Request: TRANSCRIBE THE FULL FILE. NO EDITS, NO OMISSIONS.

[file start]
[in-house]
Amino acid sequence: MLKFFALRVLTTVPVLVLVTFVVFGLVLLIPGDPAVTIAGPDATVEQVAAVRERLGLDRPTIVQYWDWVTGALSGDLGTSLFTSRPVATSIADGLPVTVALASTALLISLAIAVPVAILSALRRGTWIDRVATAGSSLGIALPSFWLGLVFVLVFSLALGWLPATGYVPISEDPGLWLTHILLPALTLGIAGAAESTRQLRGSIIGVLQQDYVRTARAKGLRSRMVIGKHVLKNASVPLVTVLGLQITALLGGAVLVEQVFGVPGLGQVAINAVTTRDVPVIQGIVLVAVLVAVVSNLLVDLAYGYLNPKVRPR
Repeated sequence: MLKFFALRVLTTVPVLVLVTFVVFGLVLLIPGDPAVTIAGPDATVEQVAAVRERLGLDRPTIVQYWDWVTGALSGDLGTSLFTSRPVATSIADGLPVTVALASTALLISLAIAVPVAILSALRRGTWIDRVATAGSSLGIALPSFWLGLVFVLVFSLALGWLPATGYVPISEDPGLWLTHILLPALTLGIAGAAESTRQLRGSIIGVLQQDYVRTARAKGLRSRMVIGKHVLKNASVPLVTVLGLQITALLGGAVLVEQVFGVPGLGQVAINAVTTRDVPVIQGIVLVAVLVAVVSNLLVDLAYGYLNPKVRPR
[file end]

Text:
[in-house]
Amino acid sequence: MLKFFALRVLTTVPVLVLVTFVVFGLVLLIPGDPAVTIAGPDATVEQVAAVRERLGLDRPTIVQYWDWVTGALSGDLGTSLFTSRPVATSIADGLPVTVALASTALLISLAIAVPVAILSALRRGTWIDRVATAGSSLGIALPSFWLGLVFVLVFSLALGWLPATGYVPISEDPGLWLTHILLPALTLGIAGAAESTRQLRGSIIGVLQQDYVRTARAKGLRSRMVIGKHVLKNASVPLVTVLGLQITALLGGAVLVEQVFGVPGLGQVAINAVTTRDVPVIQGIVLVAVLVAVVSNLLVDLAYGYLNPKVRPR
Repeated sequence: MLKFFALRVLTTVPVLVLVTFVVFGLVLLIPGDPAVTIAGPDATVEQVAAVRERLGLDRPTIVQYWDWVTGALSGDLGTSLFTSRPVATSIADGLPVTVALASTALLISLAIAVPVAILSALRRGTWIDRVATAGSSLGIALPSFWLGLVFVLVFSLALGWLPATGYVPISEDPGLWLTHILLPALTLGIAGAAESTRQLRGSIIGVLQQDYVRTARAKGLRSRMVIGKHVLKNASVPLVTVLGLQITALLGGAVLVEQVFGVPGLGQVAINAVTTRDVPVIQGIVLVAVLVAVVSNLLVDLAYGYLNPKVRPR